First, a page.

The president sighed. "Look, you're still a minor. Once you turn eighteen your record is wiped clean. You'd only be in prison for a year. But... given your behavior, they would decide to try you as an adult and send you to adult prison. Prison is a bad place, and given how you've treated it the LAST two times...the last TWO times. Yeesh. They'd probably stick you in a dark hole in the ground and give you a crust of bread every other week. And when you emerged, who knows what rampage you might go on? Chucking you in prison would only make your bad habits worse. And you are young, Pat, and highly impressionable. Especially by people such as this...'Coyote.' People you think are friends. People who guide you into all the wrong places. I knew a few of those, when I was growing up in Chicago. They sound nice and convincing and then you realize you've done something Bad. The folly of youth. You'll learn to look into the future as you grow older.

"For now....you'll need to calm your impulses and avoid dangerous behavior. Because a pardon is a very serious thing, Pat. Presidents usually grant them only when they're leaving office, because there's no more political hay to be made then. I've got a few years left! And you can be sure that my political enemies will seize on this. 'The president is Soft On Crime. The president grants pardons to murderers. Oh, look, the President is favoring black people, I knew it all along.' That kind of crap. Is what they'll be throwing at me. Were I a more ruthless man, I would have no problem throwing you to the wolves and saving my career. But...as I've said, prison would turn you into a monster. Probably one that would be a direct threat to thousands of people. And I have a soft spot for the young and the foolish."

"Does that mean you'll pardon me?"

"Only once," said the President. "Nobody gets two, not ever. If I hear about you breaking federal law again, I won't bother to intercede. I trust that will keep you out of trouble. The best person to have working for you, after all, is the one who's made a big mistake once. Because they remember, and that keeps them motivated to do right."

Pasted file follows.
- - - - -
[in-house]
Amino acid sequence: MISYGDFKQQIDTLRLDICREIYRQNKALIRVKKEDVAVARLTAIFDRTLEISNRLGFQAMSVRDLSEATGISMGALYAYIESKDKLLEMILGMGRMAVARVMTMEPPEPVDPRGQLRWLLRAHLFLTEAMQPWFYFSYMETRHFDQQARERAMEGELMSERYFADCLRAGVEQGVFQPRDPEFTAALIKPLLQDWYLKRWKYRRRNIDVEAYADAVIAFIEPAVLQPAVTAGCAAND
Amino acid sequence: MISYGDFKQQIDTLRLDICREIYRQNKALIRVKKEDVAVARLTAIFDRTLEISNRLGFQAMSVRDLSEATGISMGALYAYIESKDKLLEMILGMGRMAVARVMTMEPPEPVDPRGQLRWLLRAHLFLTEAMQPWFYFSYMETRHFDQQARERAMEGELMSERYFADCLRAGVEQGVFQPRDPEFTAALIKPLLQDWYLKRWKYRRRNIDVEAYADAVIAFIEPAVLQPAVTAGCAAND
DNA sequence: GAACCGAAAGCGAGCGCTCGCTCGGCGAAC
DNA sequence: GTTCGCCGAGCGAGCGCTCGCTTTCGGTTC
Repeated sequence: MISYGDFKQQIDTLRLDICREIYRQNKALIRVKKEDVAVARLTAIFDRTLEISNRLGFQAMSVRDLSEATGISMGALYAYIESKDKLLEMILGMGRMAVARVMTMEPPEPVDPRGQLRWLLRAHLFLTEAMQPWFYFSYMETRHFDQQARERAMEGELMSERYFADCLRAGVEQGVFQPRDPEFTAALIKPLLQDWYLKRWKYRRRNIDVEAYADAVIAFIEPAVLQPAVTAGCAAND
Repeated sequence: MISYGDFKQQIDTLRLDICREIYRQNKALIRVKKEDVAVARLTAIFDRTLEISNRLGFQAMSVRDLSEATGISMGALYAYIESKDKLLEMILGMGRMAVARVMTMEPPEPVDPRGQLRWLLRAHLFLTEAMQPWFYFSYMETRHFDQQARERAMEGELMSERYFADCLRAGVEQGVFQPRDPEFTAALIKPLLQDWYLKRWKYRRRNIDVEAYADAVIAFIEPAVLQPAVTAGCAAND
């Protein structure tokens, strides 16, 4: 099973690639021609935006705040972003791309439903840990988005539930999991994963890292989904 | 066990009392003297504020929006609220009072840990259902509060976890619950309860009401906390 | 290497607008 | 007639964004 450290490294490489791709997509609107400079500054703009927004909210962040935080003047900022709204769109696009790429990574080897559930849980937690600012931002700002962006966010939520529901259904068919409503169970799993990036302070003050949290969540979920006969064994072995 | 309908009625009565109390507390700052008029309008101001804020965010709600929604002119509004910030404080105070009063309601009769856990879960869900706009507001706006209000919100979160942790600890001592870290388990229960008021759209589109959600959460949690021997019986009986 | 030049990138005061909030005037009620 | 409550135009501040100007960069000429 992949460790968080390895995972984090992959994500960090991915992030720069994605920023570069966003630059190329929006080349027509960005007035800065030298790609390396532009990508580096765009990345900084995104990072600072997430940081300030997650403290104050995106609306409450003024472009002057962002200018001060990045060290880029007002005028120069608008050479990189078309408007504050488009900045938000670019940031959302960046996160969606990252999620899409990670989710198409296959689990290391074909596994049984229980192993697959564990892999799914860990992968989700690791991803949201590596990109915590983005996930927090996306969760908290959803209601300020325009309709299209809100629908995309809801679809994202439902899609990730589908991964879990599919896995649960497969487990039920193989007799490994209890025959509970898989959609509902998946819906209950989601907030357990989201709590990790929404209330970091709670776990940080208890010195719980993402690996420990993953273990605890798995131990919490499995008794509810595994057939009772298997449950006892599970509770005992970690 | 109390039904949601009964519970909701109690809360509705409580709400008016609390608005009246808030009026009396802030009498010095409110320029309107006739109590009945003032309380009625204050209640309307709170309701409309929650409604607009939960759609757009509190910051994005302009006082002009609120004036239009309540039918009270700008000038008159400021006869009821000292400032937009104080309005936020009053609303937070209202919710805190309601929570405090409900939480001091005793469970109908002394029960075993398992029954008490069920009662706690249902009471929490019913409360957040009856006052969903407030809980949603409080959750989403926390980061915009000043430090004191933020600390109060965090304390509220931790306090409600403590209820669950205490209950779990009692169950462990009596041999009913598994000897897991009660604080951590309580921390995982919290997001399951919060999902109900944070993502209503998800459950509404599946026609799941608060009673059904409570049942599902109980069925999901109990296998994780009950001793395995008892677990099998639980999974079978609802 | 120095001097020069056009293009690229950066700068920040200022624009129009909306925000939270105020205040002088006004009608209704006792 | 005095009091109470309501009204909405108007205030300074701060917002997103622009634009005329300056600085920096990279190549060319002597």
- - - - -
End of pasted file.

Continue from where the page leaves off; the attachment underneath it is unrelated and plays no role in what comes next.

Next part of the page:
"Wait, does that mean I'm working for you?"

"Not...necessarily. Whoever winds up running this new immigration center of yours will be giving me regular reports of what information the immigrants divulge about their circumstances. We'll make that information a condition of their residency and citizenship. But I would like you to find out what you can, on your own, about this threat that sent people from on universe into ours. Send me a report form time to time. That kind of thing. When you're not busy with your schoolwork. I take it you're going to return to school and get your diploma?"

"Uh...I kind of feel like that's out of the cards now. What with having to leave New York City and all that."

"Oh, surely not. The people there probably love you."

"I made a desperate bargain. The price was exile. If I go back, I'll break my word, and no spirit will work with me there again. And what if a police officer decides to "accidentally" let their gun go off in my face? No, I made my choice, and all those I love agreed to come with me. My family and my fianceƩ -- "

"Oh, you're betrothed? You're a little young for that."

"It's kind of an in-joke, at this stage. Anyway, they've all taken a particular portal to a random location and they're going to call me from there, and maybe I can pick up the last year of school there, or just drop out and...do something."

"Funny. It's getting close to Passover, isn't it? What a time for you and your family to face exile."

"No kidding."

The phone rang. "Excuse me for a second," said the President. "Hello? Oh, Ms. Huntley. King family on line 2? Send them through. Thank you." He waited. Then, "yes, Ms. King, your daughter is here with me. She's realy -- yes, I'm giving her a pardon...I've made it clear that she won't get a second one. Yes, good. I'm sure she'll listen to you. Yes...signed up for what? Interesting. Maybe it's the right environment for her. Just make sure she looks into this alternate-universe business when she's not doing her homework, alright? Good. Thanks." He covered the mouthpiece with his hand and addressed me. "Apparently your friend accidentally signed you up for the Wizard Academy of Chicago."

"WHAT?"